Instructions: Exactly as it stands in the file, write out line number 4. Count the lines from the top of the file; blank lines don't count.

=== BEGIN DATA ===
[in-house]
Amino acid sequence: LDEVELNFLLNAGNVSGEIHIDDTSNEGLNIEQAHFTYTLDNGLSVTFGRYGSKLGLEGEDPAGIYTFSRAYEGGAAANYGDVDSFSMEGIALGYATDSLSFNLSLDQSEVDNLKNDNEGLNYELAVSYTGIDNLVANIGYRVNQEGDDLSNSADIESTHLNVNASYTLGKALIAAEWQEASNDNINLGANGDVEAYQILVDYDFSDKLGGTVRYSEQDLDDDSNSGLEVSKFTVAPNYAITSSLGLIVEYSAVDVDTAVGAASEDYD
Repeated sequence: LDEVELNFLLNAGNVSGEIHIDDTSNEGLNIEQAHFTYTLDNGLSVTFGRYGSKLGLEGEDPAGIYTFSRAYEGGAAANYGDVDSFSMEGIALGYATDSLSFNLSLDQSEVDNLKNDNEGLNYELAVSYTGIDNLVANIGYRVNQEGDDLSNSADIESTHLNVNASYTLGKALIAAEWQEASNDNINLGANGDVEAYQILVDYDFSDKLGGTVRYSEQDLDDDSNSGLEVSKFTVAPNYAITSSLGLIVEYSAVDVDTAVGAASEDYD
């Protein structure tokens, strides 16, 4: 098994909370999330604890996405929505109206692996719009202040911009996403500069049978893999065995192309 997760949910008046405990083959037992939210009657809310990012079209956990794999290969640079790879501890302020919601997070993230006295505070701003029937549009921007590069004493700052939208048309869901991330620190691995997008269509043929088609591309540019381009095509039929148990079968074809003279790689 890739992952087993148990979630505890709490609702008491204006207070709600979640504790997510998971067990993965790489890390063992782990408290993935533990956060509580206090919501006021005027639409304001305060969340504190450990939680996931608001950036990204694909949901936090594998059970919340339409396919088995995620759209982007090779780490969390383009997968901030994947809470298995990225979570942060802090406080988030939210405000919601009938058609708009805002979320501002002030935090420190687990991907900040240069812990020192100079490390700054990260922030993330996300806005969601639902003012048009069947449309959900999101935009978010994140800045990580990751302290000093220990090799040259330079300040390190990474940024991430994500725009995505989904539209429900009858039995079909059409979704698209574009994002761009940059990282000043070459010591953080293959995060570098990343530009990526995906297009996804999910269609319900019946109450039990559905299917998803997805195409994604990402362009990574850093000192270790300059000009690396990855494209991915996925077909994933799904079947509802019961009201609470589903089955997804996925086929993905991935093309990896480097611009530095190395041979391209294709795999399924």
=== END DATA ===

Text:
């Protein structure tokens, strides 16, 4: 098994909370999330604890996405929505109206692996719009202040911009996403500069049978893999065995192309 997760949910008046405990083959037992939210009657809310990012079209956990794999290969640079790879501890302020919601997070993230006295505070701003029937549009921007590069004493700052939208048309869901991330620190691995997008269509043929088609591309540019381009095509039929148990079968074809003279790689 890739992952087993148990979630505890709490609702008491204006207070709600979640504790997510998971067990993965790489890390063992782990408290993935533990956060509580206090919501006021005027639409304001305060969340504190450990939680996931608001950036990204694909949901936090594998059970919340339409396919088995995620759209982007090779780490969390383009997968901030994947809470298995990225979570942060802090406080988030939210405000919601009938058609708009805002979320501002002030935090420190687990991907900040240069812990020192100079490390700054990260922030993330996300806005969601639902003012048009069947449309959900999101935009978010994140800045990580990751302290000093220990090799040259330079300040390190990474940024991430994500725009995505989904539209429900009858039995079909059409979704698209574009994002761009940059990282000043070459010591953080293959995060570098990343530009990526995906297009996804999910269609319900019946109450039990559905299917998803997805195409994604990402362009990574850093000192270790300059000009690396990855494209991915996925077909994933799904079947509802019961009201609470589903089955997804996925086929993905991935093309990896480097611009530095190395041979391209294709795999399924």